Current Trends in Social Psychology
The crisis in social psychology ended because everything had been said, at least once. It began to foster ennui rather than excitement. It may be useful, however, to briefly evaluate that unique episode from the perspective of the late 1980s. How is the crisis perceived today -- if at all -- by social psychologists? Is the "malaise" still with us, or has it evaporated with the tensions and uncertainties of an earlier era, dissipated by the solid accomplishments of a decade? Was the storm of selfcriticism merely a temporary loss of nerve, or an expression of the need of social psychologists for "self-flagelladon" ( Jones, 1985; Shaw, 1974)? Or were the issues and dilemmas so fervently discussed "real" -- of substantive significance? If they were, have they been resolved, evaded, or are they still influencing current developments? An evaluation of the crisis is not just sterile historicism. It may contribute to our understanding of contemporary social psychology, its discernible trends, and their projection into the future.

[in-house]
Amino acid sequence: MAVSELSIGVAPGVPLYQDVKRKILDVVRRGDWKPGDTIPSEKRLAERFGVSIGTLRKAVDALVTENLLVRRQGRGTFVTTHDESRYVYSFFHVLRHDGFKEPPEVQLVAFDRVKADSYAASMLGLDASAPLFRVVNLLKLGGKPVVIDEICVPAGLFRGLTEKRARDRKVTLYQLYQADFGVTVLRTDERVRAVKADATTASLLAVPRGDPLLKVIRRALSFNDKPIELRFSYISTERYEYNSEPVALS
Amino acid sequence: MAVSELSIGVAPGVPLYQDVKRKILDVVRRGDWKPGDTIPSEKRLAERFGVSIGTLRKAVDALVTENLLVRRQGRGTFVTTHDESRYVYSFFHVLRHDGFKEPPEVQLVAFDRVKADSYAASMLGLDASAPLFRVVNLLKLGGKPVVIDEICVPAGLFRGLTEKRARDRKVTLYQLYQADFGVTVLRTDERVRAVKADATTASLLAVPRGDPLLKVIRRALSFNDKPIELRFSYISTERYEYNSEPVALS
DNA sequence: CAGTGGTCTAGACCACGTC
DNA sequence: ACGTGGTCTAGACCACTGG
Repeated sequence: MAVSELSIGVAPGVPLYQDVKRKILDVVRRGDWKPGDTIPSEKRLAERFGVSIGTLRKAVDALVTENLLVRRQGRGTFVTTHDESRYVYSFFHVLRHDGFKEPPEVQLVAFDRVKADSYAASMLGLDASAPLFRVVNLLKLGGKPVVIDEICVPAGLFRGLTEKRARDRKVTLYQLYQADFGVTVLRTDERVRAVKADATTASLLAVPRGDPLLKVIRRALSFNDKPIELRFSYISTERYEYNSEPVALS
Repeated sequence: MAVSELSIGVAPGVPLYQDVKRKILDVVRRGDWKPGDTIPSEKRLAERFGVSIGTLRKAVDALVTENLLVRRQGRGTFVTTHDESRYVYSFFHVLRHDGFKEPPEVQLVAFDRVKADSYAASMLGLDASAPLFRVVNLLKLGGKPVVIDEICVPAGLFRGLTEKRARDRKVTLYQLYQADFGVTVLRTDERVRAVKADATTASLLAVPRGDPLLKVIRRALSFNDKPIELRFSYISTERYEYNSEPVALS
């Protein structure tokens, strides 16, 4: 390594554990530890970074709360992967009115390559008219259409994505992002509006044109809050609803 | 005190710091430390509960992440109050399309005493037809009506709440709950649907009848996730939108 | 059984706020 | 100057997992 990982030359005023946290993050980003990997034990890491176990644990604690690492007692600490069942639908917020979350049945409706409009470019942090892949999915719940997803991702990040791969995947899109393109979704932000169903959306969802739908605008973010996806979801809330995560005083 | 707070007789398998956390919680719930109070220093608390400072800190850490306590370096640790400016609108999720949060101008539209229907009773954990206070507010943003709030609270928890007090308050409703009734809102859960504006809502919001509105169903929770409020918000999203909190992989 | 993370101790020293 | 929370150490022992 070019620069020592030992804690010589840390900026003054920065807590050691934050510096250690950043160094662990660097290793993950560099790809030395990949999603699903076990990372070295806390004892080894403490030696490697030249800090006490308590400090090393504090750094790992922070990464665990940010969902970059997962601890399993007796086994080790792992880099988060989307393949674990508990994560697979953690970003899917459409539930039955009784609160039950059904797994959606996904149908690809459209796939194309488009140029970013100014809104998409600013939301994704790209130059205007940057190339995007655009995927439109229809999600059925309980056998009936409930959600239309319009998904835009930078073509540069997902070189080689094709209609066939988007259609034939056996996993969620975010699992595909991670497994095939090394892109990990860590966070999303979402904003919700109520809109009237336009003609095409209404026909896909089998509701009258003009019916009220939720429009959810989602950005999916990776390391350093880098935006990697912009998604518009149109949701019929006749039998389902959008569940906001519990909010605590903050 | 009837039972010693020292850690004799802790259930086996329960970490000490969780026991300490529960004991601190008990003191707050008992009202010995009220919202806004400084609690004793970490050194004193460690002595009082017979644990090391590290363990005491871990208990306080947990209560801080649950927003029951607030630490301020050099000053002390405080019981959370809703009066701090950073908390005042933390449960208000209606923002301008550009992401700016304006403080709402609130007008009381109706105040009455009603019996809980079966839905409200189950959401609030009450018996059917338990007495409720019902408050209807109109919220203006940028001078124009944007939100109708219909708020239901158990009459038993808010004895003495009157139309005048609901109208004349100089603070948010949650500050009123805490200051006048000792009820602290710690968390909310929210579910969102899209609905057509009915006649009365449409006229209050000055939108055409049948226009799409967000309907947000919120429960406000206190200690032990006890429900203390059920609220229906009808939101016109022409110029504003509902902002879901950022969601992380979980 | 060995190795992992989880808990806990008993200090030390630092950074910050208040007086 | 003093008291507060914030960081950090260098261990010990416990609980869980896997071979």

Elms ( 1975) had provided the leitmotif for those who were eager to dismiss the crisis and return to business as usual: It was a "crisis of confidence." He generalized, somewhat incautiously, from Kuhn's ( 1962) influential work, a theory based on a study of the history of physical science, and declared that because so-